Culture jamming is an example of a postmodern movement which generally aspires for change in culture but not on the legislation. This movement rather aims for recognition rather than redistribution such as the feminist and Black groups. Culture jamming is rather a postmodern politics of the youth activists who are motivated for anti-globalization movement which has become a part of youth-oriented forms of political movement.
Culture jamming tries to change the outlook of the people toward culture by examining the current culture and introducing new ideas (McKee 2005). The term “culture jamming” was coined by the Negativland, a San Francisco band, in 1984. This is also known as a ‘guerilla art’ or ‘citizens’ art’ which combines high-tech and low-tech interactive media (Hartley, Montogmery, Rennie, and Brennan 2002: 54).
Writer Mart Dery transformed culture jamming into a manifesto in his book Culture Jam listing down his seven insights about America ten years before the 21st century: (1) America is not a country but a multitrillion-dollar brand, (2) the culture in America is not created by its people, (3) a free and authentic life in America is no longer possible, (4) people have been branded, (5) Huxleyan “soma” is everywhere in the mass media, (6) American cool has become a pandemic, and (7) ‘cool-hunting American-style consumer’ is now no longer supported (Gray 2005: 125).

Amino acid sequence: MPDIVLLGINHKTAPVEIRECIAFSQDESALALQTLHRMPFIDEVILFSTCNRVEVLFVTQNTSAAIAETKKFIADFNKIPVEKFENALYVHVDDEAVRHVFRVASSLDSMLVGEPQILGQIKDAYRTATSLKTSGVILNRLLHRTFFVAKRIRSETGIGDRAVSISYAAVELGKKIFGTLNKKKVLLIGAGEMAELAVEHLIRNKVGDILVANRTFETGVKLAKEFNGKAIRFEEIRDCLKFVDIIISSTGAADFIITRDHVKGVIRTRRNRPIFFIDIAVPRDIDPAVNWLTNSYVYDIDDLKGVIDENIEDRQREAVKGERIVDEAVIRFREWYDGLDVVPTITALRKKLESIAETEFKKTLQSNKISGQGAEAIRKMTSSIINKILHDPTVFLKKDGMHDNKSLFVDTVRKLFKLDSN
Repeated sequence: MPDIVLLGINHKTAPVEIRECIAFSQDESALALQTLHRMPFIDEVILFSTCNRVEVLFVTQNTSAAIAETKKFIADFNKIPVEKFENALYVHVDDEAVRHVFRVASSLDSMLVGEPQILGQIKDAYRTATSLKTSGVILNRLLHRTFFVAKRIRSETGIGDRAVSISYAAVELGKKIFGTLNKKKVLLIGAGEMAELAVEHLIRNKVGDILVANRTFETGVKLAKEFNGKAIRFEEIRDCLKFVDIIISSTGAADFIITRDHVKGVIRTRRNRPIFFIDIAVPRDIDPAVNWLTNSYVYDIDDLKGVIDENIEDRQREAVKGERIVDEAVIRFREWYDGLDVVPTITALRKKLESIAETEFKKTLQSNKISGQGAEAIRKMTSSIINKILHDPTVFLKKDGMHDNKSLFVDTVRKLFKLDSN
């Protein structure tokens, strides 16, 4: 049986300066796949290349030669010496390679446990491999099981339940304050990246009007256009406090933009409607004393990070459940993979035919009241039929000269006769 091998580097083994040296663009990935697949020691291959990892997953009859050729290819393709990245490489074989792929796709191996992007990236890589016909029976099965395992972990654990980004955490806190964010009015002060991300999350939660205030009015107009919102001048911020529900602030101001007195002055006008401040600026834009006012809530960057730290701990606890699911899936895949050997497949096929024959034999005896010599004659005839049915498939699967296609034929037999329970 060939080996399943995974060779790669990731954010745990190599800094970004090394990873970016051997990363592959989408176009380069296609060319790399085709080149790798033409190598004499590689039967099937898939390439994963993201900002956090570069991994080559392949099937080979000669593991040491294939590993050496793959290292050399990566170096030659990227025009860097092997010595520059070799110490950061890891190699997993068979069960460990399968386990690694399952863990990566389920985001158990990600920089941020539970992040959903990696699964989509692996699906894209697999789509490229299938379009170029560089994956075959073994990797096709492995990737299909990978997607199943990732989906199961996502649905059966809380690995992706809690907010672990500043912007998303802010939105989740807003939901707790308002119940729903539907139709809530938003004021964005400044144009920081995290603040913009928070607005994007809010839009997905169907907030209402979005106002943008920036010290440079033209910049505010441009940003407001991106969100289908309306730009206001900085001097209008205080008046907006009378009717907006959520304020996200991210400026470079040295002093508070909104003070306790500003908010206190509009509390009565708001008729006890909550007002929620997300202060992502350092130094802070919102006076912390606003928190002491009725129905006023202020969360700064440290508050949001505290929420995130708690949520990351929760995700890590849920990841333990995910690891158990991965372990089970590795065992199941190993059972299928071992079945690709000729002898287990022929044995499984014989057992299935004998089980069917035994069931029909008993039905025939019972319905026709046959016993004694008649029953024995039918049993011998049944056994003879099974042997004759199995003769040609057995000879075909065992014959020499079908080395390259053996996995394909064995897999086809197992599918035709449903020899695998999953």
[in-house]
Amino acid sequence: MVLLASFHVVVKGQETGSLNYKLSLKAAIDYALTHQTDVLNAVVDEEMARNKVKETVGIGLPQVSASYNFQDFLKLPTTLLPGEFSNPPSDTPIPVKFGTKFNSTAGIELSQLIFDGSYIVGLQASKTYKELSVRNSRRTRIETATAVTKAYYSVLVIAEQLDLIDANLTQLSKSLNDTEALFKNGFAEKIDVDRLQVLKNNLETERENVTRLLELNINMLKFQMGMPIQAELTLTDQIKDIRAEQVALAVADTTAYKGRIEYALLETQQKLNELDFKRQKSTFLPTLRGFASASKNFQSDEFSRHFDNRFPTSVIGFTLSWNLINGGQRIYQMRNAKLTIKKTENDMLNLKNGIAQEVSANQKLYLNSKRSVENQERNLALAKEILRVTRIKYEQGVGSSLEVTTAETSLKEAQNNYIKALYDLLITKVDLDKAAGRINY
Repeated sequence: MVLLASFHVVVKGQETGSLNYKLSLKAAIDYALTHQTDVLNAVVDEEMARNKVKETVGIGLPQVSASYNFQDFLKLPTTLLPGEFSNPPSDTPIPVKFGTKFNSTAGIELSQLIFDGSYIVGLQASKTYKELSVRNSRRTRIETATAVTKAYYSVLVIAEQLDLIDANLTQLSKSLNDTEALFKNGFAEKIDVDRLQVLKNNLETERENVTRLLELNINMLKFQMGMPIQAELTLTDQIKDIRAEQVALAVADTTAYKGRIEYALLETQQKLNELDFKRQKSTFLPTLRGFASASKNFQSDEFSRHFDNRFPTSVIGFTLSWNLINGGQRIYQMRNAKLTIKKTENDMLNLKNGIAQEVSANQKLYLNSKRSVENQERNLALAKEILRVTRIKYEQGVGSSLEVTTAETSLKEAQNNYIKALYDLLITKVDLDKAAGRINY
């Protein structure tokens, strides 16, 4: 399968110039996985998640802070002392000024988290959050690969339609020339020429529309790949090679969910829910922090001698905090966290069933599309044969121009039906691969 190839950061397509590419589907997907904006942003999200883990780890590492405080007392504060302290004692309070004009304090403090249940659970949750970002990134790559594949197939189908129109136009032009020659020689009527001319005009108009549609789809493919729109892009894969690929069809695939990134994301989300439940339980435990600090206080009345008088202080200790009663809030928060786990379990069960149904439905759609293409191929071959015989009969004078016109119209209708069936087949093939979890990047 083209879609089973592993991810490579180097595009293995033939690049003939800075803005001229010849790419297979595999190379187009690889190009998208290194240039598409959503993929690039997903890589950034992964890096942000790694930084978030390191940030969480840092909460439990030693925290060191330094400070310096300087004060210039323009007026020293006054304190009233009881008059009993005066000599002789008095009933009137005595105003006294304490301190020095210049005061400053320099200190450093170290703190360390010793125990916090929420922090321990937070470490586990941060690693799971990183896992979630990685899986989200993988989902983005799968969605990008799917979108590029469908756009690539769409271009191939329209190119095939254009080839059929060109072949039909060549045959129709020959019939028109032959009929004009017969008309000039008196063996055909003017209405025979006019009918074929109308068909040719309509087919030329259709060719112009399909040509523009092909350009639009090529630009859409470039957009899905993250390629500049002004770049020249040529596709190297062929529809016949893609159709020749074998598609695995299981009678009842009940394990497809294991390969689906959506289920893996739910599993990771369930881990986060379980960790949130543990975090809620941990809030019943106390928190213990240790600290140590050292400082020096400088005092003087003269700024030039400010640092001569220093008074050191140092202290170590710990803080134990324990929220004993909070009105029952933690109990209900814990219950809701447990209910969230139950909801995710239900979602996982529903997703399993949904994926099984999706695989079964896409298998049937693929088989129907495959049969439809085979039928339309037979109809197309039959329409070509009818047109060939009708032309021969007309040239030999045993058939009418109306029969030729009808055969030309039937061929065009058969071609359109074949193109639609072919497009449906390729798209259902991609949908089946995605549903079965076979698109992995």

Playing with the corporate firms began such the Nike’s advertising campaign, for example, was jammed when its slogan “Just Do It” was attempted to change to “Just Stop It”; the logo of Apple was transformed into as skull while Shell’s name to $hell emphasizing the word ‘hell’. The Internet also has been used for the purposes of culture jamming when Internet hackers redirect users from the US, Canada, Australia, Japan, and Europe to subversive sites and join in ‘Buy Nothing Day’ to highlight overconsumption in their countries compared to the third world.